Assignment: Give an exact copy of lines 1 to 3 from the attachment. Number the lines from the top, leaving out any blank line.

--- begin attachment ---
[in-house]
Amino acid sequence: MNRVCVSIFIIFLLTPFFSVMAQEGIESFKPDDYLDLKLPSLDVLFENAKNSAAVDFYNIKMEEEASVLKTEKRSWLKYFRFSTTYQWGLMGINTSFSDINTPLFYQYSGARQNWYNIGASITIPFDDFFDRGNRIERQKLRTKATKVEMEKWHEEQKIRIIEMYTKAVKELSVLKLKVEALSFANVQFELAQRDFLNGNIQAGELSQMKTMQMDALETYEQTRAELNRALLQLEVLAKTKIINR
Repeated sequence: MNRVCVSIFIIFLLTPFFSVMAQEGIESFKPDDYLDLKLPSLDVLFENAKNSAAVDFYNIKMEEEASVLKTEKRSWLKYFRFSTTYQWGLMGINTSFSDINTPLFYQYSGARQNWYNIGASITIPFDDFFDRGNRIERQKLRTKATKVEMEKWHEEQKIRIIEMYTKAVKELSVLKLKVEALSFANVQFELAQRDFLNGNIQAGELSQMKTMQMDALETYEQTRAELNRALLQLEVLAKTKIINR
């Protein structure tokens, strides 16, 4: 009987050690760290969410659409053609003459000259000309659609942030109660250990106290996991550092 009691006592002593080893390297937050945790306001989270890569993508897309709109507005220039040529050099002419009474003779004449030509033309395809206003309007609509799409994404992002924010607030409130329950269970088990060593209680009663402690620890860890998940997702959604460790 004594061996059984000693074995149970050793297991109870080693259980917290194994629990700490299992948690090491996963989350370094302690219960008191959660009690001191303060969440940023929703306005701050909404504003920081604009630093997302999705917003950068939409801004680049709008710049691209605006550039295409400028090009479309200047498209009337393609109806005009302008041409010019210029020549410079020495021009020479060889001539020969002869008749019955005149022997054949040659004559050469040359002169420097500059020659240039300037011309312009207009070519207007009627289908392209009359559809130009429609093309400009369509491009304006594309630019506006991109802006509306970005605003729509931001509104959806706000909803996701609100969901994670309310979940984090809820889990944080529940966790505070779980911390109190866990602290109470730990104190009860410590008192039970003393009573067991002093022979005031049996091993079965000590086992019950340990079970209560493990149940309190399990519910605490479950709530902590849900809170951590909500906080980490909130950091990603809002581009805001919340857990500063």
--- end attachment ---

[in-house]
Amino acid sequence: MNRVCVSIFIIFLLTPFFSVMAQEGIESFKPDDYLDLKLPSLDVLFENAKNSAAVDFYNIKMEEEASVLKTEKRSWLKYFRFSTTYQWGLMGINTSFSDINTPLFYQYSGARQNWYNIGASITIPFDDFFDRGNRIERQKLRTKATKVEMEKWHEEQKIRIIEMYTKAVKELSVLKLKVEALSFANVQFELAQRDFLNGNIQAGELSQMKTMQMDALETYEQTRAELNRALLQLEVLAKTKIINR
Repeated sequence: MNRVCVSIFIIFLLTPFFSVMAQEGIESFKPDDYLDLKLPSLDVLFENAKNSAAVDFYNIKMEEEASVLKTEKRSWLKYFRFSTTYQWGLMGINTSFSDINTPLFYQYSGARQNWYNIGASITIPFDDFFDRGNRIERQKLRTKATKVEMEKWHEEQKIRIIEMYTKAVKELSVLKLKVEALSFANVQFELAQRDFLNGNIQAGELSQMKTMQMDALETYEQTRAELNRALLQLEVLAKTKIINR